The cooling scenario is strange tho, fairly humid and cool indoor condition to be aiming for. As you cool this air with an SHR of 0.8, you come up to the saturation curve pretty quick, so you need high air flow. If you were maintaining lower RH,and a bit higher temperature like 24, you would have more room before you hit the curve, lower air flow.

    The percentage of outside air compared to the total air flowing is going to be small, I will double it to 30 cubic meters per hour per person, as it will show a little better.

    So here is a chart for your 50 kW room load about 80% sensible, and 900 cubic meters per hour fresh air.





    The computer program is a little off, but pretty, close. Now bear with me, my brain functions in inch pounds.

    To do this manually, the first thing to do is to plot the room point of 22C & 65% and the outside air point 35C and 60% RH on a chart.

    Now you said the room load was 50 kW and it was 20% latent and therefore 80% sensible. So you have a senisble heat ratio of 0.8.

    When doing it by hand, you have to look at how the chart you use is set up to deal with the sensible heat ratio or SHF as Carrier calls it. The chart gives you a method of coming up with a sloping line. The slope of the line is set by the sensible heat ratio.

    So your next manual step is to draw a line with the correct slope through the room condition that you want to maintain, and extend it until it hits the 100% RH curve. Where this line hits that curve is your apparatus dewpoint, the average coil surface temperature needed. In this example it would be somewhere between 13 and 14 C.

    The next step is to determine the air flow rate and the supply air temperature.

    The less air you move, the closer your supply temperature will be to the ADP, the more air you move, the farther you will be from the ADP.

    I mentioned before that you would be hitting the curve fast because you are maintaining a high RH/cool temperature, so the air flow is high. I ended up telling the computer to supply air at a temperature 7.5 degrees C cooler than the room.

    So the supply air temperature will be 22-7.5=14.5C DB, and where this intersects the process line, you read off all the other info like the wet bulb and the enthalpy.

    So now, off the top of my head, I can't remember specific heat values of air in metric, but what you would do is take the sensible heat load and divide it by the specific heat of air, the density of air, and the temperature differential to get your air flow.

    So its faster for me to convert to BTU/hr and CFM than to look up the SI specific heats and density.

    program says 40,601W (i know its supposed to be 40 kW) sensible.

    40,601 x 3.412= 138,531 Btu/hr

    Use 1.08 for specific heat of air (.24) times the hours to minutes factor of 60 times density of 0.075, with the 7.5x1.8=13.5F differential,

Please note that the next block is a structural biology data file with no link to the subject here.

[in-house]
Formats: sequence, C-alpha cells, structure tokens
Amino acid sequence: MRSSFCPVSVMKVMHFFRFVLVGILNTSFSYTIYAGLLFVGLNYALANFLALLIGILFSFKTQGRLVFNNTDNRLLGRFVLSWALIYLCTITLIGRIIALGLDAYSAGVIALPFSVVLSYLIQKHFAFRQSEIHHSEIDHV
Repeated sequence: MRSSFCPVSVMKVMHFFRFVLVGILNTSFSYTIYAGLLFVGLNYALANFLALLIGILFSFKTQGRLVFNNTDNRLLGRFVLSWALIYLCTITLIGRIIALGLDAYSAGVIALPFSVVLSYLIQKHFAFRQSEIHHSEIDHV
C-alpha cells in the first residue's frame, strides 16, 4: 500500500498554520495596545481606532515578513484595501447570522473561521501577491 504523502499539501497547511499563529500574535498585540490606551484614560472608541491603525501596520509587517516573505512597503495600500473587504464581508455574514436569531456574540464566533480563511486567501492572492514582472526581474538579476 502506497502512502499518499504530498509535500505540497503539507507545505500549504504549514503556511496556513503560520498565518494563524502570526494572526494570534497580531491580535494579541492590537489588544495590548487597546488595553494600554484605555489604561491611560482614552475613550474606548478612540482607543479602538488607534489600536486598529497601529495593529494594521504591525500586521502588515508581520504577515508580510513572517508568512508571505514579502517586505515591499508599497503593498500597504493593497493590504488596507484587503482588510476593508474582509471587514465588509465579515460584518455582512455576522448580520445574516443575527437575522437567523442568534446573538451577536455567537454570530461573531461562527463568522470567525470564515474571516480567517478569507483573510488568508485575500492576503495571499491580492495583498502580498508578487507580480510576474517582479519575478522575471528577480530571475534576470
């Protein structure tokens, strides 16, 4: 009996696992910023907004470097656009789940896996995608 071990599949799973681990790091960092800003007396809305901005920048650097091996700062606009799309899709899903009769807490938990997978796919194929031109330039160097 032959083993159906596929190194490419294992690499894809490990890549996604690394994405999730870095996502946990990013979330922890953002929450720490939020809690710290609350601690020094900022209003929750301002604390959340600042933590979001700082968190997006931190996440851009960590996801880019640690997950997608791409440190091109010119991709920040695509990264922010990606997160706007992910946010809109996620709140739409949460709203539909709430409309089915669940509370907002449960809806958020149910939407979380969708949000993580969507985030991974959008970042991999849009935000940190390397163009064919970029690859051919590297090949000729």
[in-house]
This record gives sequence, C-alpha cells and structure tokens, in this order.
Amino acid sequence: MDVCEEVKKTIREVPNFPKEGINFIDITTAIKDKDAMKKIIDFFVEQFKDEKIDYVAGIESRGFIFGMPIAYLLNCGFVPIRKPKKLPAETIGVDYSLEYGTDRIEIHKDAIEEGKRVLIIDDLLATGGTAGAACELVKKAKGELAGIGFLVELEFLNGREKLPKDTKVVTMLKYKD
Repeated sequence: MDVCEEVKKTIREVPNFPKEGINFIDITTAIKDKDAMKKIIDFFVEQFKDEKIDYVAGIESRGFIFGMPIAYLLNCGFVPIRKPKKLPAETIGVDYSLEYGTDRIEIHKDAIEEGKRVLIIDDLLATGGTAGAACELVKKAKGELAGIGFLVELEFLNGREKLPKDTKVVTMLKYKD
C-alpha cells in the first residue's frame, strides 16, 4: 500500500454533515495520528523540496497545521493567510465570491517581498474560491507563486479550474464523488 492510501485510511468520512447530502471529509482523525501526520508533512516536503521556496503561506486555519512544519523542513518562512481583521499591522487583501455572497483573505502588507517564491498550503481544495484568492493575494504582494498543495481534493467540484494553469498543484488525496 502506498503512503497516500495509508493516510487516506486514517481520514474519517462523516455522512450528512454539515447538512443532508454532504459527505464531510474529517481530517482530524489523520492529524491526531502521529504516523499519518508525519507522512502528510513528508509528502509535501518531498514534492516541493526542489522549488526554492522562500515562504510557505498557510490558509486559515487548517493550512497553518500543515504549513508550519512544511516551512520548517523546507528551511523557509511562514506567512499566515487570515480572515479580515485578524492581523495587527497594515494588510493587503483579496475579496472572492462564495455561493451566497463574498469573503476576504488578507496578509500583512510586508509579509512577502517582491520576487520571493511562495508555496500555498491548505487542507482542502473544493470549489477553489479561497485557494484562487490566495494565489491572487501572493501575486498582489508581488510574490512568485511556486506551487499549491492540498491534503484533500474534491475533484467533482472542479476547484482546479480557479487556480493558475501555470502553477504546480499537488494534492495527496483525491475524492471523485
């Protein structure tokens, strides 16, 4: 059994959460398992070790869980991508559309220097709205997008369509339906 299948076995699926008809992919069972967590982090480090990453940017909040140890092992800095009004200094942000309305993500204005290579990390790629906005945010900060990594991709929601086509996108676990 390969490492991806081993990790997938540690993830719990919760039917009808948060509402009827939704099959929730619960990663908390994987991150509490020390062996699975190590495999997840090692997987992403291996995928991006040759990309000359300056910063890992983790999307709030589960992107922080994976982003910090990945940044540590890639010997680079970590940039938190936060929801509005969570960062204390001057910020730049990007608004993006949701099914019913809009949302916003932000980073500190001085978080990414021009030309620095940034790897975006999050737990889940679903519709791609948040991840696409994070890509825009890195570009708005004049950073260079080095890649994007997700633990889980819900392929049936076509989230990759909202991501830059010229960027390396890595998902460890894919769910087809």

Air flow is 138,531/(1.08 x 13.5)=9,501 CFM

    9501/2.118=4,486 l/s x 60/1000=269 cubic meters per minute, and my program says 271. Close enough, I used volume some inexact conversions.

    So you know the air flow and the supply air conditions.

    Next step is to get the mixed air condition, so draw a line to connect the room point and the outside air point, the mixture will be on that line.

    So I mentioned that I doubled the outside air requirement, as we had high airflow on this example.

    So we have a total of 271 m^3/minute flowing and 15 m^3/min is outside air and 271-15=256 return air is being mixed.

    So again using a quick volumetric average, the mixed air temperature can be estimated by a weighted average.

    Tmix = ( 256 x 22 + 15 x 35)/(256 +15)
    Tmix= (5632+525)/271
    Tmix=22.72C same as program

    So on the mixing line look where 22.72C dry bulb intersects and note all the mixed air properties especially the enthalpy value.

    The mixed air enthalpy is shown as 51.63 kJ/kG, and the coil you use must cool it down to the supply air enthalpy of 39.83 kJ/kG

    So take your air flow (may have to convert to a flow per second) multiply by the density to get a mass flow rate and then multiply by the change in enthalpy and hopefully come up with around 63.4 kW of total cooling needed.

  28. #28
    Join Date
    Jun 2006
    Location
    British West Indies
    Posts
    557
    Rep Power
    9

    Re: Psychometric exercise

    Looks like 19.83 is a conversion factor for a flow in m^3 per minute into kG per second and a factor of 1000 to convert KJ to J.

    271x 19.83 x (51.63-39.83)=63,412W

  29. #29
    Join Date
    Jun 2006
    Location
    British West Indies
    Posts
    557
    Rep Power
    9

    Re: Psychometric exercise

    You would have to find a coil that could take the mixed air down to the required supply conditions using 10C water.

    Bypass factor is pure Willis Carrier.